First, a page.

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Re: Sooties in the Mary - what prospects for Mary River Cod Recovery...?
« Reply #19 on: April 25, 2014, 02:32:38 PM »
Well said Jim.  It is good to see fellas like you Dale Steve and Elops  keeping an eye on problems like this.

I tried to make a project out of the MRC several years ago to no avail.

Must admit my experience is limited but, what I did notice in the sum of it all is that there is very likely only one stream where they are definitely breeding and 'maybe' 3 others that you could compare to Russian Roulette when it comes to introduced species chewing them up.

And fellas that's it on planet earth, bit scary hey.

Keep up the good work.

Gordon

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Re: Sooties in the Mary - what prospects for Mary River Cod Recovery...?
« Reply #20 on: June 18, 2014, 11:47:15 AM »
Spent a bit of time recently in the catchment Jim here is a grab bag of Sooty info.
Tom got 20 odd fish electrofishing at Tiaro 20cm to 50 cm recently.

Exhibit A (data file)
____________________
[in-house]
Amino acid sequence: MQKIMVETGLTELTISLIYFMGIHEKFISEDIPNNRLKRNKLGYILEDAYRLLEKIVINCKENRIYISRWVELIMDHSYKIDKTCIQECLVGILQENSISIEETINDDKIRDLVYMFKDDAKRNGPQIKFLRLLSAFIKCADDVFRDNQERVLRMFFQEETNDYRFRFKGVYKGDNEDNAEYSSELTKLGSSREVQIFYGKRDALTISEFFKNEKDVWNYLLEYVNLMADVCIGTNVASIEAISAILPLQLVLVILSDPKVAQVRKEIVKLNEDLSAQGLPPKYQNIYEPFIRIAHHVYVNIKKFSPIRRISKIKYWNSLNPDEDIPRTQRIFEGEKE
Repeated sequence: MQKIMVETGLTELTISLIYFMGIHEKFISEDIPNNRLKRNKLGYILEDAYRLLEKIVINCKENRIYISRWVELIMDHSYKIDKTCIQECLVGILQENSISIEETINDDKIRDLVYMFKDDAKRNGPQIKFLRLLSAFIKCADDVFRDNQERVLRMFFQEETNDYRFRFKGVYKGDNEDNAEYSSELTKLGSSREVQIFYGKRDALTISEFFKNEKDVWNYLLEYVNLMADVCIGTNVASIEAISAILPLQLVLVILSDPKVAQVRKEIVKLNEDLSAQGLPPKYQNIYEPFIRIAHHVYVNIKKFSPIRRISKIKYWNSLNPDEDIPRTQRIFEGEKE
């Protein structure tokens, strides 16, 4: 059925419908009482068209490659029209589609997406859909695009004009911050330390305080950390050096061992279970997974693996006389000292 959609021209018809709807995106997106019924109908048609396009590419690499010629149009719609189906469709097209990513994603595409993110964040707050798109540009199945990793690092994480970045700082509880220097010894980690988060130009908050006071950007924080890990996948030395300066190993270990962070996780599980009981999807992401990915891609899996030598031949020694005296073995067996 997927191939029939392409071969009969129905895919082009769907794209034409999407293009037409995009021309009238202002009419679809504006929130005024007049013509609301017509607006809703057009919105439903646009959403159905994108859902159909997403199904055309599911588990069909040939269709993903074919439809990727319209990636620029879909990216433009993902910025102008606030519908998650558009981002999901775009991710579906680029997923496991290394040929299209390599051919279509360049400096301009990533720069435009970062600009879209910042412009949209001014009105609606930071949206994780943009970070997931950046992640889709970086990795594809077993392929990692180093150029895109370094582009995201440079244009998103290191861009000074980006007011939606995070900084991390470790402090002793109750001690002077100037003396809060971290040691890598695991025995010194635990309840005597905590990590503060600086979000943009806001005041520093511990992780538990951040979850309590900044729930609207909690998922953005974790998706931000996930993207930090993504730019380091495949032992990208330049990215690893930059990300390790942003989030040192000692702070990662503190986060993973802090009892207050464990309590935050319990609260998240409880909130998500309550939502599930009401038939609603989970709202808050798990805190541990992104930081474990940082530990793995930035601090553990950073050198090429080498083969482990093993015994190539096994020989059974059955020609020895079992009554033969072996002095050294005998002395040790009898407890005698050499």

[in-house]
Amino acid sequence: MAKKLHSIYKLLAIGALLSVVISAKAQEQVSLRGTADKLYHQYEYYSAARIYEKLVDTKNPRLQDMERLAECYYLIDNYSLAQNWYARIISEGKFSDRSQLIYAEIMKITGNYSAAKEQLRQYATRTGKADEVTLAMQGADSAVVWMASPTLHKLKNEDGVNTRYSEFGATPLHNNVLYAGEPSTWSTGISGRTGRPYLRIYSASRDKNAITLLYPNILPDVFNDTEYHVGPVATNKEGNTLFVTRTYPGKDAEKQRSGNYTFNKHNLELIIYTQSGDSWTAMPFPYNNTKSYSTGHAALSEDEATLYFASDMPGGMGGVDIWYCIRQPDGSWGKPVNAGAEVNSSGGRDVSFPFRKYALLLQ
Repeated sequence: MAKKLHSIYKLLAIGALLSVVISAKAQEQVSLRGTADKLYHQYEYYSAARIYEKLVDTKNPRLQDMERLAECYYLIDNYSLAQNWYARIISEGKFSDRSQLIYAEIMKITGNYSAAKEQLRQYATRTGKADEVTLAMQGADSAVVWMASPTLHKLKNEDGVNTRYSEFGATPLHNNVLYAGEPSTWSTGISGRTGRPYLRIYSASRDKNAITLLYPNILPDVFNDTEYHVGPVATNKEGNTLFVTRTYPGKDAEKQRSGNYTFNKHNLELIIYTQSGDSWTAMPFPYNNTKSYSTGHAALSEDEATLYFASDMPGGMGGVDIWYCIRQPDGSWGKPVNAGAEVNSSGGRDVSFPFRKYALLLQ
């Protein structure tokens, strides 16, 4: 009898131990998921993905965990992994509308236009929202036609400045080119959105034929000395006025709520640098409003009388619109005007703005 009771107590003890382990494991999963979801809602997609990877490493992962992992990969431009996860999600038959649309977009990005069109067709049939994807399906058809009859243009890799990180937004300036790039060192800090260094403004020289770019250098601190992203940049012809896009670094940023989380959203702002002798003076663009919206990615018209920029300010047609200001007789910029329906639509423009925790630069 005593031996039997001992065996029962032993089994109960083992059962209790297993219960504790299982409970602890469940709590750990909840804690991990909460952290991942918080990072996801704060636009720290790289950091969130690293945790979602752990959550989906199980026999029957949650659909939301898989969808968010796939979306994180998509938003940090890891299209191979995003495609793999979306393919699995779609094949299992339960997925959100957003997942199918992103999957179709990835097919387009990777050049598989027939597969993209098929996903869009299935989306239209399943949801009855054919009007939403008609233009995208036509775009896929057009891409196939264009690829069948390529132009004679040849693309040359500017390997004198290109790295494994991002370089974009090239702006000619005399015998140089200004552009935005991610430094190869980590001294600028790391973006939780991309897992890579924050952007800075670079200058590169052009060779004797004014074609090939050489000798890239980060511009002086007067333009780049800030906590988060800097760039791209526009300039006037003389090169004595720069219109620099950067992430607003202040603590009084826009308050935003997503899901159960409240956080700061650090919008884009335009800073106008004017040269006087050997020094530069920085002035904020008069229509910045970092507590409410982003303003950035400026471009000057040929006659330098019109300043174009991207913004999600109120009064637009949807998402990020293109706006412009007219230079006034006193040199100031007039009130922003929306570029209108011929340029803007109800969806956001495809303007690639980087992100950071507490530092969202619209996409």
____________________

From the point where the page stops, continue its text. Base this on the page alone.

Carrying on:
First one from Lake Macdonald around 2004 with several from below the wall during fish salvages since and caught and released in 6 mile in the last couple of years.
Most interesting was several people told me that a hatchery was advertising fingerlings for sale in the local paper ........................................ 

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Re: Sooties in the Mary - what prospects for Mary River Cod Recovery...?
« Reply #21 on: June 18, 2014, 12:36:47 PM »
Thanks for the info Steve, any word of small juveniles / sub adults?

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Re: Sooties in the Mary - what prospects for Mary River Cod Recovery...?
« Reply #22 on: June 19, 2014, 11:43:19 AM »
The 20 cm fish would be sub adult you would think, given the amount of time they have been there ? DNA otolith microchemical analysis study maybe ? no real point.
Another population of non indigenous Grunters that is most likely established courtesy of Terapontids R Us.



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Re: Sooties in the Mary - what prospects for Mary River Cod Recovery...?
« Reply #23 on: June 19, 2014, 11:57:03 AM »
Maybe, the optimist in me thinks that breeding pop would include many more little guys less than and up to 100mm based on my electrofishing experience in sooty country - 200mm fish could be this year's stocking especially if fingerlings are being aggressively marketed into the basin - Jim

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Re: Sooties in the Mary - what prospects for Mary River Cod Recovery...?
« Reply #24 on: July 05, 2014, 08:35:10 PM »